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Pakistan Castigated for Deficiencies in Counter Terrorist Financing Regime

Colonel Satinder K. Saini was Research Fellow at the Institute for Defence Studies and Analyses, New Delhi.
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  • March 17, 2008

    In a statement on February 28, 2008, the Financial Action Task Force (FATF) voiced concern about the existing deficiencies in Pakistan’s counter terrorist financing and anti-money laundering system. While acknowledging some progress, the FATF noted that the shortcomings in Pakistan’s national legal framework constituted a money laundering/terrorist financing vulnerability in the international financial system. The statement also urged Pakistan to continue its efforts to improve its anti-money laundering/counter terrorist financing laws to come into closer compliance with international standards and to work closely with the Asia Pacific Group to achieve this. This castigation of Pakistan’s role as the fountain head of terrorism has gone largely unreported in the Indian media.

    The FATF was established in 1989 at the Paris Summit of leaders of the Group of Seven Nations and the President of the European Commission. Its original mandate was to co-ordinate and spearhead an international campaign against criminal money laundering. In October 2001, its responsibilities were widened to include the fight against terrorist financing. It adopted Eight Special Recommendations to this end, which set out the key legislative and regulatory steps that countries need to put in place to stop the financing of terrorism. Since then, the FATF has become the world’s most important standard setter in the fight against terrorist financing, and has worked to promote international awareness and co-operation in this regard. Later, realising that cash smuggling was one of the major tools of terrorist financing, Special Recommendation IX on cash couriers was issued in October 2004. In addition, action was taken to amend the 1996 version of the Forty Recommendations on money laundering, which was adopted in June 2003 after a protracted process of consultation. The FATF’s Special Recommendations on Terrorist Financing, combined with its 40 Recommendations on money laundering, set out the basic framework for detecting, preventing and suppressing the financing of terrorism and terrorist acts.

    The FATF is currently made up of 32 countries and territories, and two regional organisations. It also works in close co-operation with a number of international and regional bodies involved in combating money laundering and terrorist financing. The criterion for membership in FATF is fairly stringent. To qualify, a country must be strategically important, be a full and active member of a relevant FATF-style Regional Body and effectively criminalise money laundering and terrorist financing. It should also make it mandatory for financial institutions to identify their customers, to keep customer records and to report suspicious transactions and establish an effective Financial Intelligence Unit, so that the country is assessed to be compliant with international standards. For many years, membership was restricted to the 26 principal industrialised countries. However, in line with its new strategy for increasing the effectiveness of international anti-money laundering efforts, the FATF decided in 1999 to expand its membership to a limited number of strategically important countries who can play a major role. Argentina, Brazil and Mexico were admitted as members in 2000, followed by South Africa and Russia in 2003. China was inducted as a member recently. India presently has an observer status, though the FATF wants India to be an active member as is evident from the statement of the British Prime Minister during his recent visit to India.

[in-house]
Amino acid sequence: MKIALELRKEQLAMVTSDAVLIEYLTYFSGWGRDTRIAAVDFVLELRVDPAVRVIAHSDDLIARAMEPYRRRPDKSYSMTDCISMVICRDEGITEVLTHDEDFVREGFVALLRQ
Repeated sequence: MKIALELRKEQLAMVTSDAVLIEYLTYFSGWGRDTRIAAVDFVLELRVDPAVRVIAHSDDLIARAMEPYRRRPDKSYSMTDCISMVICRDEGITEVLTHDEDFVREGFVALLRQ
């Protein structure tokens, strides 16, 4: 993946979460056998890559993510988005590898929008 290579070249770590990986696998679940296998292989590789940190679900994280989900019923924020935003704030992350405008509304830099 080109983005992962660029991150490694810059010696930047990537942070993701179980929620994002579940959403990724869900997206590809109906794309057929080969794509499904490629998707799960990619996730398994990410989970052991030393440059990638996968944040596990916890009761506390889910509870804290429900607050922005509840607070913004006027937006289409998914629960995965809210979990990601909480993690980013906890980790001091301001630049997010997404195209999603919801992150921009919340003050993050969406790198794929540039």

It will be in India’s interest to become a full member of FATF at the earliest so as to be able to bring into focus terrorist financing issues that are of concern and relevance to it. One such issue is declining attention to state sponsored terrorism and its funding. In the 1970s and 1980s, most terrorist groups were sponsored by sympathetic governments. The US government issued its first list of “State-Sponsors of Terrorism” in 1979, and since 1993 seven countries were listed every year as state sponsors of terrorism. At present this list has shrunk to five countries, namely Cuba, Iran, North Korea, Sudan and Syria.

    While the list may have largely remained unchanged over the years, it does not represent an accurate representation of the problem due to the non-inclusion of some other countries for various reasons. For example, Kashmiri terrorist groups and the Taliban fighting in Afghanistan are largely funded by the ISI. But Pakistan has never been added to the list.

    The FATF is operating on the valid premise that there has been a decrease in the number of countries supporting terrorist groups because of the changed geo-strategic environment and the emergence of global terrorist groups that no longer rely on states for support. Accordingly, the response of the international community to countering terrorist financing is based on the premise that a majority of terrorist organisations are non-state actors. Thus the onus of choking their finances has been placed on the countries where they operate from.

    This response does not address the problem of state sponsorship, wherein terrorism is used as an instrument of state policy. India should endeavour to re-focus the attention of the international community on this issue and work towards developing more comprehensive counter measures that take into account the problems posed by state-sponsored terrorism